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Pressure Partial Pressure Gas StoichiometryPowerPoint Presentation

Pressure Partial Pressure Gas Stoichiometry

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PressurePartial PressureGas Stoichiometry

Pressure = Force/Area

Dalton’s Law of Partial Pressures

Avogadro’s Law

What do we already know?

- Kinetic Molecular Theory
- 5 assumptions

- No definite shape, no definite volume
- Expansion, diffusion, compressibility

Question

- By the end of the lecture try to answer the question:
- At the same temperature and volume, why do larger gas molecules exert more pressure on their container?

VOlume

- Gas particles will take on the volume of the container they are in
- To measure the volume of the gas, measure the volume of the container it is in

Volume MEasurements

- Boxes = length x width x height
- Cylinders = pi x diameter x height

Pressure

- Pressure is the force exerted over an area
- Force is measured in Newtons (N)
- The Force of gas particles is created by the moving gas particles hitting the sides of their container

Measuring Pressure

- Pressure is measured with a barometer
- The first barometer measured pressure by measuring how high a gas could raise a column of mercury, thus the units of pressure were:
- mm of Hg

Units of Pressure

- Like there are different ways to measure weight or length, there are different ways to measure pressure
- Torr is equal to 1 mm of Hg
- The SI unit for pressure is Pascal (Pa)
- 1 pascal = 1 N/m2
- The kilopascal (kPa) is also used

- The most widely used unit is the atmosphere (atm)
- it is the average atmospheric pressure at sea level and 0oC

Standard Temperature and Pressure

- STP
- Comparing conditions at 1 atm and 0oC

Unit conversions

- 1 atm =
- 760 mm Hg =
- 760 torr =
- 1.013 x 105 Pa =
- 101.3kPa

1atm

760 mm Hg

760 torr

101.3kPa

101.3kPa

101.3kPa

760 mm Hg

1.013 x 105 Pa

760 torr

1.013 x 105 Pa

1.013 x 105 Pa

1atm

1atm

760 torr

Dalton’s Law of Partial Pressures

- “The total pressure of a mixture of gases is equal to the sum of the partial pressures of the component gases”
- What does this mean?
- Remember that we assume that gas molecules are not affected by each other
- Therefore, each type of molecule will act independently of any other type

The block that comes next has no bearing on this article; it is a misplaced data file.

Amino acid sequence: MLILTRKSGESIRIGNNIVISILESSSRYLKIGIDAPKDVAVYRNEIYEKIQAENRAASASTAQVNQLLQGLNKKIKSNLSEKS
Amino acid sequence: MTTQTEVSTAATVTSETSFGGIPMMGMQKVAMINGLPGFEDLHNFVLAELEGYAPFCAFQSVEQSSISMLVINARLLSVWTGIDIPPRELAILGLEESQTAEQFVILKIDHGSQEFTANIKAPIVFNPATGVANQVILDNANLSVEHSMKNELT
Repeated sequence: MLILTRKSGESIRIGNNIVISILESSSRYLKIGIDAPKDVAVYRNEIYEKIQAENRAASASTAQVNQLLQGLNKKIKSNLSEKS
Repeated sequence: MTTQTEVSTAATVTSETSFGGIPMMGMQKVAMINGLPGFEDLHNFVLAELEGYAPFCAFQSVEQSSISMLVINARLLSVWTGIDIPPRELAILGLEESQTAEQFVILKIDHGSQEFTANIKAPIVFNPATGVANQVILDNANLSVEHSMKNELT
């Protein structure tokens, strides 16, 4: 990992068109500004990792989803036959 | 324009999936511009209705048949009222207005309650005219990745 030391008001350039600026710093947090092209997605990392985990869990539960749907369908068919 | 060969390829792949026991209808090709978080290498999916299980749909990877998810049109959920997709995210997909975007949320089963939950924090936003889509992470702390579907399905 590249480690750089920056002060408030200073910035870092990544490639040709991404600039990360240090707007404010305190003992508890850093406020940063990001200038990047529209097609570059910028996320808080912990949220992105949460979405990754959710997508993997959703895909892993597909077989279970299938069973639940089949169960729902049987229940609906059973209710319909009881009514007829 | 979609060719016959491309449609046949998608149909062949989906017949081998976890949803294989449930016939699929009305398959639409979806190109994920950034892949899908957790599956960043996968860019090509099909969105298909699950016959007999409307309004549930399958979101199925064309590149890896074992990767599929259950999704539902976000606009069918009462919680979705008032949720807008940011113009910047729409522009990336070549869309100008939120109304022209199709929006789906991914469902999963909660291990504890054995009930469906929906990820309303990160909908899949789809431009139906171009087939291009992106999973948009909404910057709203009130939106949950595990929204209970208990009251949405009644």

- To find the total pressure, we just add the pressures of the individual types of molecules together

Dalton’s Law of Partial Pressures

- Pressuretotal = PressureA + PressureB

Finding Partial Pressures

- PressureA = Pressuretotal - PressureB

Partial Pressures Last Comments

- Partial pressures must be in the same units to be compared
- The number of pressures in a mixture does not affect the Dalton’s law of partial pressures equation

Stoichiometry of Gases

- What do we already know about stoichiometry?
- Using chemical equations to know the ratios between different compounds
- N2H4 + 2H2O2 -> N2 + 4H2O
- 1 mol N2H4 for 2 mol H2O2
- 1 mol N2H4 for 1 mol N2
- 1 mol N2H4 for 4 mol H2O
- 2 mol H2O2 for 1 mol N2
- 2 mol H2O2 for 4 mol H2O
- 1 mol N2 for 4 mol H2O

Avogadro’s Law

- “equal volumes of gases at the same temperature and pressure contain equal numbers of molecules”\
- What does this mean?
- H2(g)+ Cl2(g) -> 2HCl(g)
- 1 mol H2 =1 mol Cl2 =2 mol HCl
- 1 molecule H2 = 1 molecule Cl2 =2 molecules HCl
- 1 Volume H2 = 1 volume Cl2 = 1 volumeHCl

Standard Molar Volume

- “the volume occupied by 1 mol of a gas at STP”
- What does this mean?
- At standard temperature and pressure (STP) 1 mol of gas will always occupy the same volume

- 22.4 L / 1 mol at STP
- This is a conversion factor you have seen before

Review

- Pressure is Force over area
- The partial pressures of a mixture of gases are added together to form the total pressure of the mixture
- Avogadro’s law compares mols, volumes, and molecules of gases in a balanced chemical equation
- At STP, 1 mol of gas occupies 22.4 L
- At the same temperature and volume, why do larger gas molecules exert more pressure on their container?